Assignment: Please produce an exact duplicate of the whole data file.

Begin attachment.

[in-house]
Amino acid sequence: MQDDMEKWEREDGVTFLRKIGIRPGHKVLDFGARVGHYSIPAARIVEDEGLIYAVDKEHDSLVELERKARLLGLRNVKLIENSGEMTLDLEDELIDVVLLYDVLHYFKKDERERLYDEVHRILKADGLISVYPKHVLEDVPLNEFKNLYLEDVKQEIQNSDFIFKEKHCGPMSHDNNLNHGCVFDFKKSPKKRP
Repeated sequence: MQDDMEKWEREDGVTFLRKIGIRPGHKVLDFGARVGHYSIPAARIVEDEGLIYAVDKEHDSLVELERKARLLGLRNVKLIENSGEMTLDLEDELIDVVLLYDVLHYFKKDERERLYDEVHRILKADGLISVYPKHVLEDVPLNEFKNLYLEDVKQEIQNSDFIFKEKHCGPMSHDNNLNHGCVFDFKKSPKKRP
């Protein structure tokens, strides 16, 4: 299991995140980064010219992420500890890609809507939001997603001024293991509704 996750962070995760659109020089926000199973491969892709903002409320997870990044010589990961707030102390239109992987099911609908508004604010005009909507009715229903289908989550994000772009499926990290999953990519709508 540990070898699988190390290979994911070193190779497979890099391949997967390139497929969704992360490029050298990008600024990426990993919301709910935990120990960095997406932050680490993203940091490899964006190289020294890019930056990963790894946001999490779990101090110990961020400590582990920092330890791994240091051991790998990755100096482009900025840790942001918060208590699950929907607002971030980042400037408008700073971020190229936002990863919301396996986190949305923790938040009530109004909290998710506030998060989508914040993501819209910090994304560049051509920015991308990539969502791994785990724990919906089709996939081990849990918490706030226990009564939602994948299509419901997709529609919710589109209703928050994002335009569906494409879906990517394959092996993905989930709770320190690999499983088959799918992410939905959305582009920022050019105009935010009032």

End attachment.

[in-house]
Amino acid sequence: MQDDMEKWEREDGVTFLRKIGIRPGHKVLDFGARVGHYSIPAARIVEDEGLIYAVDKEHDSLVELERKARLLGLRNVKLIENSGEMTLDLEDELIDVVLLYDVLHYFKKDERERLYDEVHRILKADGLISVYPKHVLEDVPLNEFKNLYLEDVKQEIQNSDFIFKEKHCGPMSHDNNLNHGCVFDFKKSPKKRP
Repeated sequence: MQDDMEKWEREDGVTFLRKIGIRPGHKVLDFGARVGHYSIPAARIVEDEGLIYAVDKEHDSLVELERKARLLGLRNVKLIENSGEMTLDLEDELIDVVLLYDVLHYFKKDERERLYDEVHRILKADGLISVYPKHVLEDVPLNEFKNLYLEDVKQEIQNSDFIFKEKHCGPMSHDNNLNHGCVFDFKKSPKKRP
């Protein structure tokens, strides 16, 4: 299991995140980064010219992420500890890609809507939001997603001024293991509704 996750962070995760659109020089926000199973491969892709903002409320997870990044010589990961707030102390239109992987099911609908508004604010005009909507009715229903289908989550994000772009499926990290999953990519709508 540990070898699988190390290979994911070193190779497979890099391949997967390139497929969704992360490029050298990008600024990426990993919301709910935990120990960095997406932050680490993203940091490899964006190289020294890019930056990963790894946001999490779990101090110990961020400590582990920092330890791994240091051991790998990755100096482009900025840790942001918060208590699950929907607002971030980042400037408008700073971020190229936002990863919301396996986190949305923790938040009530109004909290998710506030998060989508914040993501819209910090994304560049051509920015991308990539969502791994785990724990919906089709996939081990849990918490706030226990009564939602994948299509419901997709529609919710589109209703928050994002335009569906494409879906990517394959092996993905989930709770320190690999499983088959799918992410939905959305582009920022050019105009935010009032």